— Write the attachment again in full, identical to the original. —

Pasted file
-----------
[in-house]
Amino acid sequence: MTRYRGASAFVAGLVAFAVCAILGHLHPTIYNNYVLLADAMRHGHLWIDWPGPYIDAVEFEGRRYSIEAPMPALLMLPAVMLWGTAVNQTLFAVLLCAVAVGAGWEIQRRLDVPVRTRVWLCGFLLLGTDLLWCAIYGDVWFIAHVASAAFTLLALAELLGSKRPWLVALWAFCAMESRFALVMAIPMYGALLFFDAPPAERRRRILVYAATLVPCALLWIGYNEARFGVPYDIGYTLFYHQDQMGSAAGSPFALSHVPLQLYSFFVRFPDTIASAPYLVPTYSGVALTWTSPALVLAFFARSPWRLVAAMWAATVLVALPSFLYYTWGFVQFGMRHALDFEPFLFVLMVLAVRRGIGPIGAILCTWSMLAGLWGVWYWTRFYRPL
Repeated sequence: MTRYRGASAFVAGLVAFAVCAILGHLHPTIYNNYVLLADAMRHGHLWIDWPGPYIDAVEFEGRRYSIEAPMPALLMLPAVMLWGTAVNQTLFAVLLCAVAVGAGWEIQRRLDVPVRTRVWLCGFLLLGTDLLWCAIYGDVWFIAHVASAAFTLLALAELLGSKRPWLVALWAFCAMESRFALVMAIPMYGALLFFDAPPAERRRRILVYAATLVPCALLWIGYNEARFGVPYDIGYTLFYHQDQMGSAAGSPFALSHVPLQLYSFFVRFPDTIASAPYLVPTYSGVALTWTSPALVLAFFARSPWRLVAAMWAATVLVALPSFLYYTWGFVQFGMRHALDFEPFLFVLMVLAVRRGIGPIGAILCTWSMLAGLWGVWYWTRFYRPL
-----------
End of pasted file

[in-house]
Amino acid sequence: MTRYRGASAFVAGLVAFAVCAILGHLHPTIYNNYVLLADAMRHGHLWIDWPGPYIDAVEFEGRRYSIEAPMPALLMLPAVMLWGTAVNQTLFAVLLCAVAVGAGWEIQRRLDVPVRTRVWLCGFLLLGTDLLWCAIYGDVWFIAHVASAAFTLLALAELLGSKRPWLVALWAFCAMESRFALVMAIPMYGALLFFDAPPAERRRRILVYAATLVPCALLWIGYNEARFGVPYDIGYTLFYHQDQMGSAAGSPFALSHVPLQLYSFFVRFPDTIASAPYLVPTYSGVALTWTSPALVLAFFARSPWRLVAAMWAATVLVALPSFLYYTWGFVQFGMRHALDFEPFLFVLMVLAVRRGIGPIGAILCTWSMLAGLWGVWYWTRFYRPL
Repeated sequence: MTRYRGASAFVAGLVAFAVCAILGHLHPTIYNNYVLLADAMRHGHLWIDWPGPYIDAVEFEGRRYSIEAPMPALLMLPAVMLWGTAVNQTLFAVLLCAVAVGAGWEIQRRLDVPVRTRVWLCGFLLLGTDLLWCAIYGDVWFIAHVASAAFTLLALAELLGSKRPWLVALWAFCAMESRFALVMAIPMYGALLFFDAPPAERRRRILVYAATLVPCALLWIGYNEARFGVPYDIGYTLFYHQDQMGSAAGSPFALSHVPLQLYSFFVRFPDTIASAPYLVPTYSGVALTWTSPALVLAFFARSPWRLVAAMWAATVLVALPSFLYYTWGFVQFGMRHALDFEPFLFVLMVLAVRRGIGPIGAILCTWSMLAGLWGVWYWTRFYRPL